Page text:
Tuesday, March 24, 2009

What's wrong with ongoing health care...

I've mentioned a few times here that I have a disorder call Fibromyalgia. It's a chronic pain disorder. In the US there are two schools of thought about this particular disorder, one is that it is real and needs to be treated, the other is that you're making it up.
Imagine how you feel after a really hard workout. How you feel really sore and you have a hard time moving. Imagine that feeling all over your body, all of time. That is my baseline, it's how I feel every day. Things will sometimes get worse from there, sometimes so bad that I wake up crying because it hurts so much.
I will feel this way for the rest of my life.
One thing that no doctor really explains to you when you have a chronic pain disorder is the depression that goes along with it. When it sinks in, that you're not even 30 and you will be in pain for a good 40 years or so? That's a really depressing thought.
I've dealt with this for a couple of years now. Sometimes, when I'm doling out my daily dose of pills, or I'm in bed unable to sleep, I get overwhelmed by everything.
Good luck trying to get help with that. My insurance doesn't like getting therapy in general, and it really doesn't like the idea of therapy as a treatment for a disorder.
In fact most doctors never even think that people with a chronic disorder may need to talk about it. My doctor steered me into a support group the day I was diagnosed, but never told me about how I might become depressed, or what the long term effects of an illness are. Especially an "invisable" illness. After all, I don't look sick, so I'm expected to act fine. You don't get a lot of compassion when people can't see what's wrong.
When it comes to any kind of long term illness I think the patient should be offered therapy to help get them over that inital "oh my god". And then that option of continuing should be open. Some people don't respond to support group settings. While it's nice to know other people feel the way you do, sometimes it's hard to say "I really can't do this". And if you can't talk about how you feel when you're always in pain, you're eventually going to reach a very very bad place.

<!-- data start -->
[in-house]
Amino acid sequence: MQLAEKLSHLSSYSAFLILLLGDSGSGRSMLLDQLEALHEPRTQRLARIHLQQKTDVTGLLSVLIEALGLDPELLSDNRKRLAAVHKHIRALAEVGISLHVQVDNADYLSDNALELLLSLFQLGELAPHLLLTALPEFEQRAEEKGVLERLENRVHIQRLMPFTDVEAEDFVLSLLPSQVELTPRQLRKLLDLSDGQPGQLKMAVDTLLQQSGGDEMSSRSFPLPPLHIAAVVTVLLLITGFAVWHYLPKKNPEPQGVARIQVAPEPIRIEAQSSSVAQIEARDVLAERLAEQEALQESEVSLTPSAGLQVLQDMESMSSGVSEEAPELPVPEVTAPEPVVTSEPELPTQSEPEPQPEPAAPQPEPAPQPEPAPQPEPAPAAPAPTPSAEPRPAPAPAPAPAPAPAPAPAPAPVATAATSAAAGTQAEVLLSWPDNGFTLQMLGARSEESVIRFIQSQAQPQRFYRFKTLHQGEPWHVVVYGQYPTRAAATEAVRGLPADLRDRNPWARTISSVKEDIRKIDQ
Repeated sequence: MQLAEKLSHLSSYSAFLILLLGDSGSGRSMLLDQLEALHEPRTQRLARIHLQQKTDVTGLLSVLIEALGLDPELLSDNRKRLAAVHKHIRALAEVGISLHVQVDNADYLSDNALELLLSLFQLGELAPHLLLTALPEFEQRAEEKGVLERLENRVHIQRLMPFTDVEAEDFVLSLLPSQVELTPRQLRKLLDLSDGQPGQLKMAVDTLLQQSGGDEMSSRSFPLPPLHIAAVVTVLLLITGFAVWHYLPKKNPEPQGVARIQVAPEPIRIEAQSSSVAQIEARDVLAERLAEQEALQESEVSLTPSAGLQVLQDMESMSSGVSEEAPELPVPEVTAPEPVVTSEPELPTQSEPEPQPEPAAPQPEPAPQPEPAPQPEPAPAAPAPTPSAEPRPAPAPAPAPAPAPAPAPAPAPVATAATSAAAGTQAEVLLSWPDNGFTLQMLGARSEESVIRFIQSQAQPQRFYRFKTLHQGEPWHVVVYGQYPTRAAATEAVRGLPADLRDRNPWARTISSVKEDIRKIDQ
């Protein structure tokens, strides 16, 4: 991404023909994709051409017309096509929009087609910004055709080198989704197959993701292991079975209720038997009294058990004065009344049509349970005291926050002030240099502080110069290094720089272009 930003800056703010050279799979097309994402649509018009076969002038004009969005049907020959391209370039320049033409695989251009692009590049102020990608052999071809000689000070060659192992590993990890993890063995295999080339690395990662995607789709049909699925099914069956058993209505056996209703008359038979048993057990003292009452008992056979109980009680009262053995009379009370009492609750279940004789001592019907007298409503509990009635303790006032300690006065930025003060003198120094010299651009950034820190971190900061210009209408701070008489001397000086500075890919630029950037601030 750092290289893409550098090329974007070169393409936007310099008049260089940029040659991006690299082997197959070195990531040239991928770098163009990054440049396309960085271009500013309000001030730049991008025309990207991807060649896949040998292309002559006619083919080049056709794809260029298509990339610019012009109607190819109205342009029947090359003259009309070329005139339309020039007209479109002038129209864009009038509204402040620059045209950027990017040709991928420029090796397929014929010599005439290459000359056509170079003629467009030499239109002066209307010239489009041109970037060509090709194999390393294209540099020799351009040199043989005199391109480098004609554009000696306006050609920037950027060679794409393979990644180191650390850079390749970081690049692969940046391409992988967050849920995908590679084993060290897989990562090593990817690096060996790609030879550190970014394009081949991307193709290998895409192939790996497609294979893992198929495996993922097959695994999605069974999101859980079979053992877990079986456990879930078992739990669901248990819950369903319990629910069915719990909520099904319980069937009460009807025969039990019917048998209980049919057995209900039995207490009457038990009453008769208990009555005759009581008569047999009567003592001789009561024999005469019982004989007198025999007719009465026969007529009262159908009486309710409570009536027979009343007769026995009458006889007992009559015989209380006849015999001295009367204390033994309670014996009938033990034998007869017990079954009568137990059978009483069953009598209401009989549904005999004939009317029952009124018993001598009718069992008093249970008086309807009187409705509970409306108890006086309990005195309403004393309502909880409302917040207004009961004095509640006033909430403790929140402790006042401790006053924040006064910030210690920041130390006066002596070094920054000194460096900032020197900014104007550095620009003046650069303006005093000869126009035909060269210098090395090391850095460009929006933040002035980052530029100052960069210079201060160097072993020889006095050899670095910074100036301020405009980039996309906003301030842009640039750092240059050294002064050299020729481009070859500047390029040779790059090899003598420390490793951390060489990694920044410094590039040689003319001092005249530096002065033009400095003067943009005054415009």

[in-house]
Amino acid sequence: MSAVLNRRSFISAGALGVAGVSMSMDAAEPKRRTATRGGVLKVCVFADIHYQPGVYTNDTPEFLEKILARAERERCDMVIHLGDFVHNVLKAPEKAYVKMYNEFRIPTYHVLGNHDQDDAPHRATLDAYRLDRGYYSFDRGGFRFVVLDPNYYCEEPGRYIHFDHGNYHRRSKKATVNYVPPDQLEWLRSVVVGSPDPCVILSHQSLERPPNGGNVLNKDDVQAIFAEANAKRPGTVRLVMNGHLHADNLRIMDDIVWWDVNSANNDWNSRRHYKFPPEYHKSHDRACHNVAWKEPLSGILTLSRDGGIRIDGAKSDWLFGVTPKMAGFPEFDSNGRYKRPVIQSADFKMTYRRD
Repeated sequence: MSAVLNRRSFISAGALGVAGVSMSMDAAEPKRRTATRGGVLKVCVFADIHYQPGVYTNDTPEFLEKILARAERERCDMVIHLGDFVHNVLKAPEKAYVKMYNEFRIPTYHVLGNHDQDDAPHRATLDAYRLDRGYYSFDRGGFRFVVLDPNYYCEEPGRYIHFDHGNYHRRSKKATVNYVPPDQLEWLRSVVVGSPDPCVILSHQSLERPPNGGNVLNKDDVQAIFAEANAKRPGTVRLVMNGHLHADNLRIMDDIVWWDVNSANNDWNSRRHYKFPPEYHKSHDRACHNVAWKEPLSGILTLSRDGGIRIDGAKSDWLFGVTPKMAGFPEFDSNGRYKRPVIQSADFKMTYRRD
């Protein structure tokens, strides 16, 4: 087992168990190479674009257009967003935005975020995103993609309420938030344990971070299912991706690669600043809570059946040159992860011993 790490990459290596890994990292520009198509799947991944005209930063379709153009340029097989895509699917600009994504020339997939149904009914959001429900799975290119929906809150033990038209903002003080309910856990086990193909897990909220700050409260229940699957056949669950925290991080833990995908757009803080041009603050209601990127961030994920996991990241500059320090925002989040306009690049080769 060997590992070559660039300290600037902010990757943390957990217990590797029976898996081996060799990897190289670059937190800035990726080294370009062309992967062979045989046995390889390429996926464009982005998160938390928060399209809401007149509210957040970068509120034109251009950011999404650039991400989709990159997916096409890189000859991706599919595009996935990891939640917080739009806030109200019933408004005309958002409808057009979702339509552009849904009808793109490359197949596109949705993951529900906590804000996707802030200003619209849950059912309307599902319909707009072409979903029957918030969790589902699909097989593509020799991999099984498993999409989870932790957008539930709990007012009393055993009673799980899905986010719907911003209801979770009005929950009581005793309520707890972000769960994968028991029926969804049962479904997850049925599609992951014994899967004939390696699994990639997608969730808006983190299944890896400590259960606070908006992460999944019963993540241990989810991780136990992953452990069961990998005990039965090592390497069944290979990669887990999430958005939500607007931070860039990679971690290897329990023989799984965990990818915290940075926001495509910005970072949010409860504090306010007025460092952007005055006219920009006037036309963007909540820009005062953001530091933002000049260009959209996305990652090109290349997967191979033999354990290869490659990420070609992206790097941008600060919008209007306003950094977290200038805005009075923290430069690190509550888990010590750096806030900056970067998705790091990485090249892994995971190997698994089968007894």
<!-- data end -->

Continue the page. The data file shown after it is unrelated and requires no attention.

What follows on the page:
I blog to get around that feeling. I don't tell people in "real life" how I feel, ever. There is no point, because quite frankly, I look fine. My boss, my kid, the people I deal with, they don't give a crap if I can't get out of bed. That's the hell of Fibro, there is literally no outward sign that anything is wrong. So I journal, I blog, and I mention it here because support groups aren't my thing.
I could probably benefit from a therapist in this regard. To help when it is just so much, when the idea of going on and on like this to too much. But sadly that isn't an option. And it should be. If we're talking about overhauling healthcare, let's put that in there somewhere. That people who have a chronic illness of any kind can have the option for therapy as part of their treatement for that illness. So they don't have to deal with depression compounding that problem.


  1. That really hit me, Leigh. Really hard. I have chronic pain from nerve damage/joint damage/organ damage caused by porphyria. I look fine, so everyone, including my hubby, expects me to be fine. I get so much shit about not being able to do things that I "should" be able to do. Sometimes I do them, and then I really regret it.

    About 3 days a week at work I end up in the bathroom crying from the pain. I can't get powerful enough painkillers because the doctors are all afraid of the DEA. Better for 100 innocent people to suffer horribly than for 1 junkie to get his fix, I guess.

    As for the depression, I'll probably live another 40 years if my kidneys don't give out, and I am NOT looking forward to it. I'm 33 and I need a cane to walk, what happens at 40? at 50?